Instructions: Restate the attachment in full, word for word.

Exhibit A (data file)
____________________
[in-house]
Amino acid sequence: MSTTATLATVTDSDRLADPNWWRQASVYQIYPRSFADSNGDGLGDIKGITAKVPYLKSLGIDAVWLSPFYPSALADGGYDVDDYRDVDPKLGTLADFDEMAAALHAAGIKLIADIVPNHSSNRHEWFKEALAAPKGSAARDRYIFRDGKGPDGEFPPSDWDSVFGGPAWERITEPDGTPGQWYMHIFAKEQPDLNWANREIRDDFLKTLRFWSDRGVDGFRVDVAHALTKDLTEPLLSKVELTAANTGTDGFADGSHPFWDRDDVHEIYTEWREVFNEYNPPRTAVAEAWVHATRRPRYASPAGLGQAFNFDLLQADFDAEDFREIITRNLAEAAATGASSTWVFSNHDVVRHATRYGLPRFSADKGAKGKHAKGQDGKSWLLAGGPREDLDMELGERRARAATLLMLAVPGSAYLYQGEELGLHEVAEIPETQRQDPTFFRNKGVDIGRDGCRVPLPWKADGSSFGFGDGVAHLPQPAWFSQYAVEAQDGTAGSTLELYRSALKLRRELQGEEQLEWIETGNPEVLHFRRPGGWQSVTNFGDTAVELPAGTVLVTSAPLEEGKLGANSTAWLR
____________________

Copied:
[in-house]
Amino acid sequence: MSTTATLATVTDSDRLADPNWWRQASVYQIYPRSFADSNGDGLGDIKGITAKVPYLKSLGIDAVWLSPFYPSALADGGYDVDDYRDVDPKLGTLADFDEMAAALHAAGIKLIADIVPNHSSNRHEWFKEALAAPKGSAARDRYIFRDGKGPDGEFPPSDWDSVFGGPAWERITEPDGTPGQWYMHIFAKEQPDLNWANREIRDDFLKTLRFWSDRGVDGFRVDVAHALTKDLTEPLLSKVELTAANTGTDGFADGSHPFWDRDDVHEIYTEWREVFNEYNPPRTAVAEAWVHATRRPRYASPAGLGQAFNFDLLQADFDAEDFREIITRNLAEAAATGASSTWVFSNHDVVRHATRYGLPRFSADKGAKGKHAKGQDGKSWLLAGGPREDLDMELGERRARAATLLMLAVPGSAYLYQGEELGLHEVAEIPETQRQDPTFFRNKGVDIGRDGCRVPLPWKADGSSFGFGDGVAHLPQPAWFSQYAVEAQDGTAGSTLELYRSALKLRRELQGEEQLEWIETGNPEVLHFRRPGGWQSVTNFGDTAVELPAGTVLVTSAPLEEGKLGANSTAWLR